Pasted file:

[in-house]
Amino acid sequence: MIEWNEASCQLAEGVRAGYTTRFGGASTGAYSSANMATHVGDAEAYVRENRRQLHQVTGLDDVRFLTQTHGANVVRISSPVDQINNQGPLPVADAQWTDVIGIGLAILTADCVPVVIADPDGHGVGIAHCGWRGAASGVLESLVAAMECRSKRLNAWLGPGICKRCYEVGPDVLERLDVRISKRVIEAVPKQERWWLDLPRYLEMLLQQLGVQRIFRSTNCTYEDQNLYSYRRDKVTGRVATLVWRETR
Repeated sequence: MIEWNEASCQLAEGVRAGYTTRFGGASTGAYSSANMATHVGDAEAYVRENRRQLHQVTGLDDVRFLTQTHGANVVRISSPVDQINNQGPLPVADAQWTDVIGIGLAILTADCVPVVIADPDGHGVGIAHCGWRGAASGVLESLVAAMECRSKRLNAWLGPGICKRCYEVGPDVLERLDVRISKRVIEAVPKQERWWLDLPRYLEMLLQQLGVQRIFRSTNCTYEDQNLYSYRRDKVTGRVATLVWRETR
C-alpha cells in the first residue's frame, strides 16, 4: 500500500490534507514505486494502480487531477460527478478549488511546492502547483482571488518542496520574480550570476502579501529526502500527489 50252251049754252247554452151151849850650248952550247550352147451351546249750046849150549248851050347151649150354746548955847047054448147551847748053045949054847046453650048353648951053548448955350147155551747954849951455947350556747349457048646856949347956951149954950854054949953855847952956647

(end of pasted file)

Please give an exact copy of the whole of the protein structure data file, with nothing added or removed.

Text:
[in-house]
Amino acid sequence: MIEWNEASCQLAEGVRAGYTTRFGGASTGAYSSANMATHVGDAEAYVRENRRQLHQVTGLDDVRFLTQTHGANVVRISSPVDQINNQGPLPVADAQWTDVIGIGLAILTADCVPVVIADPDGHGVGIAHCGWRGAASGVLESLVAAMECRSKRLNAWLGPGICKRCYEVGPDVLERLDVRISKRVIEAVPKQERWWLDLPRYLEMLLQQLGVQRIFRSTNCTYEDQNLYSYRRDKVTGRVATLVWRETR
Repeated sequence: MIEWNEASCQLAEGVRAGYTTRFGGASTGAYSSANMATHVGDAEAYVRENRRQLHQVTGLDDVRFLTQTHGANVVRISSPVDQINNQGPLPVADAQWTDVIGIGLAILTADCVPVVIADPDGHGVGIAHCGWRGAASGVLESLVAAMECRSKRLNAWLGPGICKRCYEVGPDVLERLDVRISKRVIEAVPKQERWWLDLPRYLEMLLQQLGVQRIFRSTNCTYEDQNLYSYRRDKVTGRVATLVWRETR
C-alpha cells in the first residue's frame, strides 16, 4: 500500500490534507514505486494502480487531477460527478478549488511546492502547483482571488518542496520574480550570476502579501529526502500527489 50252251049754252247554452151151849850650248952550247550352147451351546249750046849150549248851050347151649150354746548955847047054448147551847748053045949054847046453650048353648951053548448955350147155551747954849951455947350556747349457048646856949347956951149954950854054949953855847952956647